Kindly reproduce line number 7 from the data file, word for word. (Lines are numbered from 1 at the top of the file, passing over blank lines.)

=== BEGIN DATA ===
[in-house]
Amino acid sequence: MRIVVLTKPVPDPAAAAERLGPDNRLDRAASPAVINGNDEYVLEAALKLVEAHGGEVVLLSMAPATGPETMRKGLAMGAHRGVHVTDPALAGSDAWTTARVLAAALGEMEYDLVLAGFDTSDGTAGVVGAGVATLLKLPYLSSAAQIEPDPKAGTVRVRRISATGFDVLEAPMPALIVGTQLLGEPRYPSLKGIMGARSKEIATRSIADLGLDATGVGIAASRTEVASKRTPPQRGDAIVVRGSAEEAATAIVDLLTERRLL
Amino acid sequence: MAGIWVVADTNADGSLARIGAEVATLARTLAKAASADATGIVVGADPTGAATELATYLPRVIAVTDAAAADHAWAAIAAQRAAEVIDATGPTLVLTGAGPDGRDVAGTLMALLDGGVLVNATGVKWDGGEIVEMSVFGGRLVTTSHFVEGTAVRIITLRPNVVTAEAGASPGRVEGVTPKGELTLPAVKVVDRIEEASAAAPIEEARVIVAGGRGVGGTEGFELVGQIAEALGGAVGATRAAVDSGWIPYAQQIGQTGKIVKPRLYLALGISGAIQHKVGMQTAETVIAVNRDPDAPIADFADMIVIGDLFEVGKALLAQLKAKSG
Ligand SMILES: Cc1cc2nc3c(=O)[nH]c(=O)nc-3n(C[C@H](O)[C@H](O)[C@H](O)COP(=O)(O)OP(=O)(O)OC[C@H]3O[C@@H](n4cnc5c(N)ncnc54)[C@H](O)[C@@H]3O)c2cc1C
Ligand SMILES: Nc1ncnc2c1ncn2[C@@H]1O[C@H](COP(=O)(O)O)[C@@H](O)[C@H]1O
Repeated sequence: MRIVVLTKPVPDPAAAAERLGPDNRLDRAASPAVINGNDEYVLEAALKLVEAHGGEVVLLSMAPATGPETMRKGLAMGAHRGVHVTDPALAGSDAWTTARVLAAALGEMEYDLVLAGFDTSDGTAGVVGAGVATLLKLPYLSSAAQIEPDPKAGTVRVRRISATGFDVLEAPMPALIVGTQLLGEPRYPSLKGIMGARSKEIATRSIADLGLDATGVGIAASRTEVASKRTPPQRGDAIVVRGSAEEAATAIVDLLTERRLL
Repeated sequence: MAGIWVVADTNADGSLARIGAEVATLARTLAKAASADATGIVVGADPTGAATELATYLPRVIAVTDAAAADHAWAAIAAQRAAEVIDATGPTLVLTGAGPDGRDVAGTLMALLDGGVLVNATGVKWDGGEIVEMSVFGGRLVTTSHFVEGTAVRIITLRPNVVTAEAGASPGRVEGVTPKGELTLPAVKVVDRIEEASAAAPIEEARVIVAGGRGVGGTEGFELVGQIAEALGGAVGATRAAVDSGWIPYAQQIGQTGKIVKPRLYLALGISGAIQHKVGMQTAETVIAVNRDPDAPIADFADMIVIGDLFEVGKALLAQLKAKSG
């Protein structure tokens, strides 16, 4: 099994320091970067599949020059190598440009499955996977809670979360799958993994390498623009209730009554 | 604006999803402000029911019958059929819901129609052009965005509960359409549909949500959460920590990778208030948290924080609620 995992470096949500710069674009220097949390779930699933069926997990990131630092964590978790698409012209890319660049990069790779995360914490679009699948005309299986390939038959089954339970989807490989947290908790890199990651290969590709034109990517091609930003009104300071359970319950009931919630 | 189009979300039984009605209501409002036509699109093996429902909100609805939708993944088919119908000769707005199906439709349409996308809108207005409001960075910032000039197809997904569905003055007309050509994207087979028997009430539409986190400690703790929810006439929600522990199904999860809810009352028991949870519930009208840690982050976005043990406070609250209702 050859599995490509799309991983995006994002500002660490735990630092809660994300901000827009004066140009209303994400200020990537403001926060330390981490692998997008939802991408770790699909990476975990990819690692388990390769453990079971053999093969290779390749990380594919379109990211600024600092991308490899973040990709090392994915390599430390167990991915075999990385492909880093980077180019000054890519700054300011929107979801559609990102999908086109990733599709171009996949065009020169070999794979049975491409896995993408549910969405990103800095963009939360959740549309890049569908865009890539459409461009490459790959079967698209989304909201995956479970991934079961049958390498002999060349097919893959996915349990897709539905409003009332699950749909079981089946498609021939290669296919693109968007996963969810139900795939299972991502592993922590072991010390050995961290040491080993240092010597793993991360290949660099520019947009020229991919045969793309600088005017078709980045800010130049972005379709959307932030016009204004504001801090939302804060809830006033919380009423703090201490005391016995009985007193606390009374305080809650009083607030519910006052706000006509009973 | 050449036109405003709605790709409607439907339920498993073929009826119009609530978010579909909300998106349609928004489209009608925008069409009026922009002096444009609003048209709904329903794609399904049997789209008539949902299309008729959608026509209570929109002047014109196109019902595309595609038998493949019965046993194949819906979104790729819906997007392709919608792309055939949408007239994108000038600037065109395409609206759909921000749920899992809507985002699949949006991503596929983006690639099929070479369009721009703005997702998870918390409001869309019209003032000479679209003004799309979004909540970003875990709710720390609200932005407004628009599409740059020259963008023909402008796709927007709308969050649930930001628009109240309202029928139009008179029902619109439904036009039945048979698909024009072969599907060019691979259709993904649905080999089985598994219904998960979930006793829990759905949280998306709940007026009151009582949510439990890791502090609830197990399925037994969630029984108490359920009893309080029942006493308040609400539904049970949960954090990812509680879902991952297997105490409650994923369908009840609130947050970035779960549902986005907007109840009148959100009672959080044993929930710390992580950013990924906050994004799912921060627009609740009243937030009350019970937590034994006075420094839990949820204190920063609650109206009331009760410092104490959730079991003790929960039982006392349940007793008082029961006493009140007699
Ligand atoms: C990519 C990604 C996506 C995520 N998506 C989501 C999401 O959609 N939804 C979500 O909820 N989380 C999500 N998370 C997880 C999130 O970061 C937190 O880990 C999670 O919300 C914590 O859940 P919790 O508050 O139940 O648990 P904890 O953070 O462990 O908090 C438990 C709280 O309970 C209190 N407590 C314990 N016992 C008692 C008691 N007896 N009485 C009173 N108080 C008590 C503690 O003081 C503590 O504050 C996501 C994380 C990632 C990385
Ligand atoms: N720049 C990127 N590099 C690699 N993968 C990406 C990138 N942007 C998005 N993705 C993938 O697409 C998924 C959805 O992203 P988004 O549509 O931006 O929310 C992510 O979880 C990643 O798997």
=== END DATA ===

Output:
Repeated sequence: MAGIWVVADTNADGSLARIGAEVATLARTLAKAASADATGIVVGADPTGAATELATYLPRVIAVTDAAAADHAWAAIAAQRAAEVIDATGPTLVLTGAGPDGRDVAGTLMALLDGGVLVNATGVKWDGGEIVEMSVFGGRLVTTSHFVEGTAVRIITLRPNVVTAEAGASPGRVEGVTPKGELTLPAVKVVDRIEEASAAAPIEEARVIVAGGRGVGGTEGFELVGQIAEALGGAVGATRAAVDSGWIPYAQQIGQTGKIVKPRLYLALGISGAIQHKVGMQTAETVIAVNRDPDAPIADFADMIVIGDLFEVGKALLAQLKAKSG